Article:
This is an important and interesting anthology.There are many wonderful poems but the book is greatly enhanced by the essays accompanying them. A good example is Laura Hershey's essay, "Getting Comfortable," (129) in which she painstakingly instructs her caregiver to push, pull, and otherwise maneuver her body and pillows so that she can get comfortable and write; then four of her poems follow : "I count on key click / crack swish front door open / bump close / footsteps" ("Morning"). Or Laurie Clements Lambeth's essay, "Reshaping the Outline," (174) which describes how for years multiple sclerosis did not enter her poetry, "but then it did and my experience of disability deepened, or vice versa. They helped each other along" (176). Then we read her poems, "Hypoesthesia," "The Shaking," "Seizure, or Seduction of Persephone" ("I convulsed so    hard I broke /  open, broke    the earth, /  erupted and    pushed out   / a narcissus       by the roots.") and "Dysaesthesia."

It is always worthwhile to get the perspectives both of those who have been impaired from birth or early childhood (e.g. Kathi Wolfe) and those who have acquired impairments after a long period of "normal" life (e.g. Cynthia Hogue). Which category they fall into is often discussed in these essays and sometimes in the poetry. Then there are those like Ona Gritz, born with cerebral palsy, who did not consider herself particularly disabled - "mostly when I thought about having cerebral palsy, what I focused on was how people saw me" (192) until she had to take care of her infant child: "my hands couldn't take you to the right place." ("No")  A fascinating essay by Raymond Luczak, who was diagnosed with hearing loss when he was two years old, discusses how his mind switches back and forth between English and American Sign Language. And then in poem form: "A deaf man is always a foreign country. / He remains forever a language to learn." ("Instructions to Hearing Persons Desiring a Deaf Man").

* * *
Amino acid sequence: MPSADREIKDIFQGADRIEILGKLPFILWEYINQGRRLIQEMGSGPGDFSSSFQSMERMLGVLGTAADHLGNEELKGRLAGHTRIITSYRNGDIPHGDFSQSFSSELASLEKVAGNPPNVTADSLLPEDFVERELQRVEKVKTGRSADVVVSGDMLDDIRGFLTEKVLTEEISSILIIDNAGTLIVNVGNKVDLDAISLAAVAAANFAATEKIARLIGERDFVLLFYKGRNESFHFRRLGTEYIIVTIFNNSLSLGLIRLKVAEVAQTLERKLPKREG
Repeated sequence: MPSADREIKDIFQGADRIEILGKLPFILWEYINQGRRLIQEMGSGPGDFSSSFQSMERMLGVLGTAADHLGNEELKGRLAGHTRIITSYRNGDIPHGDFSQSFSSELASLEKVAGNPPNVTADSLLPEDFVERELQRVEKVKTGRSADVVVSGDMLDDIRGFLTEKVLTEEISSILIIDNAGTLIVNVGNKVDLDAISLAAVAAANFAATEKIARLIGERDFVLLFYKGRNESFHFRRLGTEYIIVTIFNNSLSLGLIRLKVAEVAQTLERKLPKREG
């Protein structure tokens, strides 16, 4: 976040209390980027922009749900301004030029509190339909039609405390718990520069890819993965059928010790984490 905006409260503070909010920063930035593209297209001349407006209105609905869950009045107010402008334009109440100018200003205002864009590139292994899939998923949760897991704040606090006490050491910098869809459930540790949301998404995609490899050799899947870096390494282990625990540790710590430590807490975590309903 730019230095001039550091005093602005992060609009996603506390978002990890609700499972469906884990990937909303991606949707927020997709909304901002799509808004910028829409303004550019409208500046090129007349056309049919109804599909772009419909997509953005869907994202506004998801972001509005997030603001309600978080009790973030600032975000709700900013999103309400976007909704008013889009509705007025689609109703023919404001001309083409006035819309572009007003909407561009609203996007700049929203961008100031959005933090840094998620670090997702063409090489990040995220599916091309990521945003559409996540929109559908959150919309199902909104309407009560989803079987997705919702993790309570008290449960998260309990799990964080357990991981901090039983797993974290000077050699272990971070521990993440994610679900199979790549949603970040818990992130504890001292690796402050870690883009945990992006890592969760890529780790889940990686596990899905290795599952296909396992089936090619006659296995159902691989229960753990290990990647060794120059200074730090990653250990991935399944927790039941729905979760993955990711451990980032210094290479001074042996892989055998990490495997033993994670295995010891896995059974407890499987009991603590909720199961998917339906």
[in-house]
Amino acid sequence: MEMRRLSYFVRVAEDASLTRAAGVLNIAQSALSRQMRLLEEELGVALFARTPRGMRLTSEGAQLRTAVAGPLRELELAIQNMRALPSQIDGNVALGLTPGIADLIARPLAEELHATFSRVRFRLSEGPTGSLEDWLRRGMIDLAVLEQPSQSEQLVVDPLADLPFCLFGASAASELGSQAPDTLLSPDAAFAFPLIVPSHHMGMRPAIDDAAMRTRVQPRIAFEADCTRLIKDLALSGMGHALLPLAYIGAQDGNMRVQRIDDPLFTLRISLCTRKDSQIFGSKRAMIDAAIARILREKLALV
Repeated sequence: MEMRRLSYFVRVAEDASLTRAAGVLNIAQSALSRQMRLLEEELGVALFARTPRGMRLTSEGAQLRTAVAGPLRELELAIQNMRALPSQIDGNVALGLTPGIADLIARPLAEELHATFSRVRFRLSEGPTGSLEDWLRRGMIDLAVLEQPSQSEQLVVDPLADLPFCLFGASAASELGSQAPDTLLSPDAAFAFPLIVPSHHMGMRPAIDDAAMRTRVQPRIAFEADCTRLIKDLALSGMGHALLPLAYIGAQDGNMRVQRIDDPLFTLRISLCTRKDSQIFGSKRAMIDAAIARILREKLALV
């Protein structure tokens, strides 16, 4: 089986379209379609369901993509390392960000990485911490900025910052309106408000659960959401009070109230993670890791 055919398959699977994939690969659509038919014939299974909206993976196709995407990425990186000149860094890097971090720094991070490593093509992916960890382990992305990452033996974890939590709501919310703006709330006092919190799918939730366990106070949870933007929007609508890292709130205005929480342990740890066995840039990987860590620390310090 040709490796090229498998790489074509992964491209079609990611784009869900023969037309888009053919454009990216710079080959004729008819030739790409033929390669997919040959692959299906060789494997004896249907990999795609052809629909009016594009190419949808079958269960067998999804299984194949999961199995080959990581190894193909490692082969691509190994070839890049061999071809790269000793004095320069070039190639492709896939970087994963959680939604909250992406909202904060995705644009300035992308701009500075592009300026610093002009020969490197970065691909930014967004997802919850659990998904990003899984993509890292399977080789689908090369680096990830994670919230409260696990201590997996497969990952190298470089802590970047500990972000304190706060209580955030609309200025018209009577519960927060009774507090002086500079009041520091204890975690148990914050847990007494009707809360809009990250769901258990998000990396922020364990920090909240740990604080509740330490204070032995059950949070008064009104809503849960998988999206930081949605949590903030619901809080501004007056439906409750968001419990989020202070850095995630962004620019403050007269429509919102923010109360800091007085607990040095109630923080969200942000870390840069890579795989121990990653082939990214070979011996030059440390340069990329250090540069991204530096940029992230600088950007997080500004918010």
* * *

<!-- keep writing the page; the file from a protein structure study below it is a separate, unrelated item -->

The title of this book may puzzle some, as it did me. What does it mean for beauty to be a verb? Editor Sheila Black explained to me that the phrase came from comments by Toni Morrison in the Afterword of the re-released edition of her novel The Bluest Eye. Morrison "makes the point that beauty should not be considered a noun, a static thing that one simply possesses, but rather a thing one does" (quoting Sheila Black's e-mail message to me). This anthology is replete with writing that "does" disability and the body.  It provides a journey through the history of perceptions of and attitudes toward disability in the United States from the mid-20th century to the present time.  Excerpts from it could easily be part of courses in disability studies, medical humanities, narrative medicine, as well as courses on contemporary American poetry.


American Library Association Notable Book of 2012


Cinco Puntos Press

Place Published

El Paso




Jennifer Bartlett, Sheila Black, & Michael Northen

Page Count